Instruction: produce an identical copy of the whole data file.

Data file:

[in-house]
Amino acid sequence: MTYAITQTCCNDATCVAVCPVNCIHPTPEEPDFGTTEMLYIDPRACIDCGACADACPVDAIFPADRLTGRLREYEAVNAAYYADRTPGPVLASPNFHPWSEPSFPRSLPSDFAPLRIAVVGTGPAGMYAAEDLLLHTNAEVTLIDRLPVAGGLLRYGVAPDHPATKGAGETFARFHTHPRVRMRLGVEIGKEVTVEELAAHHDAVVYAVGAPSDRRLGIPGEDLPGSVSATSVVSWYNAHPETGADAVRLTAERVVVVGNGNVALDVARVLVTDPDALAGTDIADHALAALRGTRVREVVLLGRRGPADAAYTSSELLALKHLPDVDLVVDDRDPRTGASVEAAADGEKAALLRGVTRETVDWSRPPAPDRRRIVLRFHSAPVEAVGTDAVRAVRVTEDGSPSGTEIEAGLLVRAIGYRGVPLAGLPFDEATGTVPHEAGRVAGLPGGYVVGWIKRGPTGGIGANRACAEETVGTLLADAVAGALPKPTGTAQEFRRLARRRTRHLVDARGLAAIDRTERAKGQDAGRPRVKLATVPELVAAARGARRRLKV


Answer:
[in-house]
Amino acid sequence: MTYAITQTCCNDATCVAVCPVNCIHPTPEEPDFGTTEMLYIDPRACIDCGACADACPVDAIFPADRLTGRLREYEAVNAAYYADRTPGPVLASPNFHPWSEPSFPRSLPSDFAPLRIAVVGTGPAGMYAAEDLLLHTNAEVTLIDRLPVAGGLLRYGVAPDHPATKGAGETFARFHTHPRVRMRLGVEIGKEVTVEELAAHHDAVVYAVGAPSDRRLGIPGEDLPGSVSATSVVSWYNAHPETGADAVRLTAERVVVVGNGNVALDVARVLVTDPDALAGTDIADHALAALRGTRVREVVLLGRRGPADAAYTSSELLALKHLPDVDLVVDDRDPRTGASVEAAADGEKAALLRGVTRETVDWSRPPAPDRRRIVLRFHSAPVEAVGTDAVRAVRVTEDGSPSGTEIEAGLLVRAIGYRGVPLAGLPFDEATGTVPHEAGRVAGLPGGYVVGWIKRGPTGGIGANRACAEETVGTLLADAVAGALPKPTGTAQEFRRLARRRTRHLVDARGLAAIDRTERAKGQDAGRPRVKLATVPELVAAARGARRRLKV